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Some purchases are notorious for being rip-offs. Popcorn or soda at the movies, for example. Anything from a hotel minibar. The "Total Recall" reboot.

But those expenditures are chump change compared with the real shakedowns millions of people face in the financial world. Banks, lenders, investment companies and other financial outfits are determined to fleece us out of millions, if not billions, of dollars.

Here are five of the biggest rip-offs to watch out for:

Excessive investment costs

Whether you'll have enough money for retirement depends on more than how much you save and which investments you pick. The other powerful factor is how much you pay for those investments (and any advice you get along the way).

Here's how the Labor Department puts it:

"Assume that you are an employee with 35 years until retirement and a current 401k account balance of $25,000. If returns on investments in your account over the next 35 years average 7% and fees and expenses reduce your average returns by 0.5%, your account balance will grow to $227,000 at retirement, even if there are no further contributions to your account. If fees and expenses are 1.5%, however, your account balance will grow to only $163,000. The 1% difference in fees and expenses would reduce your account balance at retirement by 28%."

The more you put into your account, the more fees you'll pay over time. While some costs are inevitable, many people are paying too much.

Fees for 401k plans with less than $10 million in assets average 1.9%, according to the Government Accountability Office. People investing with full-service brokerages or in variable annuities can easily pay 2% or even 3% when all costs are considered.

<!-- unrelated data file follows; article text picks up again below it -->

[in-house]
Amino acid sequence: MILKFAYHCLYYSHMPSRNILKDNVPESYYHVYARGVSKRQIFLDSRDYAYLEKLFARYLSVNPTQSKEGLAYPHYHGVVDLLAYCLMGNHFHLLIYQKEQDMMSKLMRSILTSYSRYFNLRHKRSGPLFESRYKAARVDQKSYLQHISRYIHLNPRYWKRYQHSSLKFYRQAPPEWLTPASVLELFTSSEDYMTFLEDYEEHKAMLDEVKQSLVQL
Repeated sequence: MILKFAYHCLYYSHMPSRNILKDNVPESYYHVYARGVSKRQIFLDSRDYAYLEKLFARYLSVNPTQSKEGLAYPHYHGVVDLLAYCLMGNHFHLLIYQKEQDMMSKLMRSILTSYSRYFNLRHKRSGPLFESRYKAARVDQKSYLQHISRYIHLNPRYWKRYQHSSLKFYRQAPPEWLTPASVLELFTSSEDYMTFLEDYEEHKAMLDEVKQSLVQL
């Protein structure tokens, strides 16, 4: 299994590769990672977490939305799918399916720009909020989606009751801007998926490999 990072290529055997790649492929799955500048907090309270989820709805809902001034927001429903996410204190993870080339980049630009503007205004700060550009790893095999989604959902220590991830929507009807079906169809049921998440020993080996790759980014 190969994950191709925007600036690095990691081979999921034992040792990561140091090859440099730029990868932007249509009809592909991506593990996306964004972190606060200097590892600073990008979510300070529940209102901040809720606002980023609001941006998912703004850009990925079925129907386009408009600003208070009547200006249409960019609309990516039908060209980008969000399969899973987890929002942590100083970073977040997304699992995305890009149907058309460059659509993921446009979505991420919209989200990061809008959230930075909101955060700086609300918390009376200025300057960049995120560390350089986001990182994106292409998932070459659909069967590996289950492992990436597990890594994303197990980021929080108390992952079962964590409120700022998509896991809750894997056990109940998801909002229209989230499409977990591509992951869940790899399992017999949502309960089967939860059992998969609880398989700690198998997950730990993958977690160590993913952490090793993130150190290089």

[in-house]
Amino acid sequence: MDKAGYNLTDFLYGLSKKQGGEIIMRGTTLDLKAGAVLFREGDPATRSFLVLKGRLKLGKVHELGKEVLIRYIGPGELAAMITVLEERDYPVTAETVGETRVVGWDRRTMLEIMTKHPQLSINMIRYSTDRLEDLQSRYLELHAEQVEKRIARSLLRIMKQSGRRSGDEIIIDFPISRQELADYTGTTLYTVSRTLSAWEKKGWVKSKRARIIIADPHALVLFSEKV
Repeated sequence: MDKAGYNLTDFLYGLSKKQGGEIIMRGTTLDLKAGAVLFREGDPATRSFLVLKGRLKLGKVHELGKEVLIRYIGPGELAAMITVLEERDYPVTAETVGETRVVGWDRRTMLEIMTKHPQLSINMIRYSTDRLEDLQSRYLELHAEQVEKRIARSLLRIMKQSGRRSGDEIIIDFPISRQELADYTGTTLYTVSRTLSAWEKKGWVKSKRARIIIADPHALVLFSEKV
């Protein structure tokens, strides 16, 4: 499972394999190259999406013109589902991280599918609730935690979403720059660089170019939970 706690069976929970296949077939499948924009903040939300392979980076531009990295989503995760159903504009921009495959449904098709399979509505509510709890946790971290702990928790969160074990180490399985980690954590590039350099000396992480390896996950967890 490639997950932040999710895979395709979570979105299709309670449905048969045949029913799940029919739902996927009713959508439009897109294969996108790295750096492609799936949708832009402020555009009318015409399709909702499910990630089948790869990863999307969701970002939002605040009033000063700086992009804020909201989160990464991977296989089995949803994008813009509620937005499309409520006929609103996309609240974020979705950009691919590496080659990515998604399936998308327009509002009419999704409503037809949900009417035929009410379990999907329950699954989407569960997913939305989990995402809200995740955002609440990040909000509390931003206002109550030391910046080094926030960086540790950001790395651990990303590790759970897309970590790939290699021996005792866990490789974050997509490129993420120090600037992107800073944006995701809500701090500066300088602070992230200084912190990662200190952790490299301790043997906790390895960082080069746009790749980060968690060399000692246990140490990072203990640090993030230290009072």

There's no evidence that paying more gets you better returns -- quite the opposite. Small investors are far better off keeping costs to a minimum with low-cost investment options such as index funds. If you need help constructing your portfolio or managing your investments, consider hiring a fee-only planner who charges by the hour. You can get referrals from the Garrett Planning Network.

Unnecessary insurance

Capital One, Discover and American Express recently paid fines after the Consumer Financial Protection Bureau accused the lenders of using deceptive marketing practices to sell various credit card add-ons, such as credit insurance that promises to waive minimum payments or pay your balance if you're unemployed or disabled. Consumer advocates have long called these contracts "junk insurance," saying the products are overpriced and full of hidden traps that make the coverage hard to use. The scrutiny has led other banks, including JPMorgan Chase and Bank of America, to start phasing out the products, which were once a $2.4 billion a year business.

Cellphone insurance is another product that's expensive relative to what you get. As Consumer Reports puts it, "Monthly premiums of $5 to $7 and deductibles of $25 for lesser-value phones to $199 for smartphones can add up . . . and the insurer might replace your phone with a refurbished model."

A better approach: Hang on to your old phone, and reactivate it if your new one is lost, stolen or broken. Remember, insurance is best used to pay for losses you couldn't cover out of pocket. If you can't afford to replace your phone, you're buying too much phone.

Other insurance to avoid includes "dread disease" policies, which cover only the disease named in the coverage and not related conditions, and life insurance on kids. The policies pushed by Gerber and other companies are unnecessary and a poor investment. "In 20 years you'd pay $1,602 in premiums for a $10,000 juvenile policy," Consumer Reports notes, "but the guaranteed cash value would reach only $1,536."

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